You could build an Accessory Dwelling Unit in your backyard and rent it to a friend or family member. You could move into it yourself and rent out your main house. You could have a caregiver live there. Some cities in the East Bay (Berkeley, Oakland, Redwood City and San Francisco) have recently made it a lot easier for homesellers to build ADUs. Today the state legislature is voting on legislation making it easier for homeowners to build ADUs within the walls of their homes. The cities and state know that easing the process for homeowners to build infill housing will help relieve the housing crisis in our state.
You could sell your house and downsize to a condo or coop apartment. This could reduce your housing costs, reduce the amount of maintenance required for a house and free up time for travel and other activities. Some of the affordable coop options for seniors in the East Bay include Rossmoor and Berkeley Town House. If you move outside of the immediate area, you can find coop mobile home parks for those over the age of 55 years.
You could also start researching affordable senior housing facilities. This is a long term project. Many people are on waiting lists for up to five years.. Start with the Alameda County Senior Housing Guide.
Let me know if you have other ideas for helping to make housing more affordable in our region.
Click here for a video about Flossie Lewis, a 91 year old resident of Piedmont Gardens in Oakland. Ms. Lewis is a good friend of my friend Lloyd who had been telling me about her for years. It is so great to hear her secrets of growing older.
I just finished reading Beth Baker’s With a Little Help from our Friends. This book is great for anyone interested in and considering alternative housing options as they get older. Like Ms. Baker says, what everyone wants to do is to age in community. That is what this book is about. She presents lots of options:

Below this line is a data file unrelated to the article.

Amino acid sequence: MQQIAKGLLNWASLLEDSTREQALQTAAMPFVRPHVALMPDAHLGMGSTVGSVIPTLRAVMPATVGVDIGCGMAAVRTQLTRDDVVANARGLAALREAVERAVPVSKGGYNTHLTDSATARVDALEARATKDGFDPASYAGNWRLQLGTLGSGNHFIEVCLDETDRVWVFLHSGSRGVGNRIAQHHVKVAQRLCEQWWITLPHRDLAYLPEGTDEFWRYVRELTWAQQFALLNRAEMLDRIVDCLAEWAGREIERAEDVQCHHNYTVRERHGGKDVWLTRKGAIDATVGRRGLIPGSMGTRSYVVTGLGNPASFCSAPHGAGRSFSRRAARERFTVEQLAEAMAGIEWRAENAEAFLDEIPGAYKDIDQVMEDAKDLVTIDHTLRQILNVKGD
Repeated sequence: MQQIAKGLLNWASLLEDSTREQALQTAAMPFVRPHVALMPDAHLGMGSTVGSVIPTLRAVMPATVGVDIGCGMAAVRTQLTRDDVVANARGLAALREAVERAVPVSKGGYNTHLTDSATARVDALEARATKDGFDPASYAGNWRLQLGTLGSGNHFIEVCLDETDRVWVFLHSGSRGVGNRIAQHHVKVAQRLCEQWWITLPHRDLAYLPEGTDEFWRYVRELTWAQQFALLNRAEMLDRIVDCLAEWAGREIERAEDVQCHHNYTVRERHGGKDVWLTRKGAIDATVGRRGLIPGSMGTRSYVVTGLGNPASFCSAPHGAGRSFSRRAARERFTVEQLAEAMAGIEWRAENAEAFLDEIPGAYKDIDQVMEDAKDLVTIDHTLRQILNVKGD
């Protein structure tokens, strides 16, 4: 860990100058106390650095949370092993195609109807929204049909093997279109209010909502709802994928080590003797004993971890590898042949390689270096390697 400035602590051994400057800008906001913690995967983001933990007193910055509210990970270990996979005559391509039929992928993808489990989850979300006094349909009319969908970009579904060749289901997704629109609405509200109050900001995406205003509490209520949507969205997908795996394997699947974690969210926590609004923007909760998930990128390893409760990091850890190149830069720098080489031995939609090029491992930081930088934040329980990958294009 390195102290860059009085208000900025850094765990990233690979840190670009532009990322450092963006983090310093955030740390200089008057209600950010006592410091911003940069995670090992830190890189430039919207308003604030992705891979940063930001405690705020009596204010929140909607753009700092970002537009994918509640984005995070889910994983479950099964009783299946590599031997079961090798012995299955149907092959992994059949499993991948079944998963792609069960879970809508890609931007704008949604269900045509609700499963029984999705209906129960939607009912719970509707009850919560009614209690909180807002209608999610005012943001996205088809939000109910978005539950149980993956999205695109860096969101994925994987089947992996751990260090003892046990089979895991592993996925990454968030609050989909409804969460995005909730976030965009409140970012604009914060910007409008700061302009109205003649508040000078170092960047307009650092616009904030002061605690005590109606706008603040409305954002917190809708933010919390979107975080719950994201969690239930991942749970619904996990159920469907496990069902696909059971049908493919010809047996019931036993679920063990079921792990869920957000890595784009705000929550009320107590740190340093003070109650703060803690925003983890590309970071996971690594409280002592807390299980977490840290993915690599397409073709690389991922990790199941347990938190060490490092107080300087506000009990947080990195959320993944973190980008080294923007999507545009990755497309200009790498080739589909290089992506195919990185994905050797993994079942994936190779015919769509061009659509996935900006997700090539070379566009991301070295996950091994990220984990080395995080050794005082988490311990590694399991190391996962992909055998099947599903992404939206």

1) *Villages (like Ashby Village and North Oakland Village)
2) *Co-Housing (like Phoenix Commons, the new senior co-housing community)
3) *Cooperative Apartments (like Berkeley Town House) and Mobile Home Parks
4) Naturally Occurring Retirement Centers (NORCs)
5) Community without Walls
6) Generations of Hope
7) *Affinity Groups (like the Burbank Senior Artist Colony)
9) *Multi-generational Housing
10) *Universally designed Homes
11) *Assisted Living with Technology
If you have been reading East Bay Smart Senior, I am sure you recognize many of these options. I indicated the options that I have written about with an asterisk. If you want more information, enter the option in the Search box at the top left of the blog and you can look up the articles in the archives section.
Some of the examples of community living are new, though.
Escapee Cares is a retirement community for RV enthusiasts who can no longer drive around the country because they cannot take care of themselves or their spouse’s needs following an illness, injury, surgery or the progression of a long term health condition. The RVers drive to Escapees CARE (Continuing Assistance for Retired Escapees) in Livingston, Texas where they can continue to live in their RVs and receive assisted living services like meals, transportation, housekeeping and laundry. In 2012, the cost was $849 per month at Escapees CARE compared to $3550 per month, the national average cost for assisted living.
According to AARP, the sense of community at Escapees CARE is striking. RVers are special people (there are over 25,000 nomadic retirees living in RVs in the United States) and they established this center to care for their own. Donations from members make up about half of the operational budget and volunteers keep the costs down.
Another community, Hope Meadows is the brainchild of Brenda Eheart. This community was built on an abandoned air force base in Rantoul, Illinois in 1994. This site houses pre-adoptive families, foster children and elderly volunteers who help the families with childcare, tutoring and other projects in exchange for reduced rent in the community. Other communities have been built on the same model and center around different vulnerable populations: disabled veterans, young mothers coming out of prison and adults with developmental disabilities and their caregivers. There are plans to build an intergenerational community around elders with dementia and their caregivers.
Both of these communities represent the development of a special community to fit the needs of seniors looking for very specialized communities. They make me think that anything is possible if we can just figure out how we want to live our later years.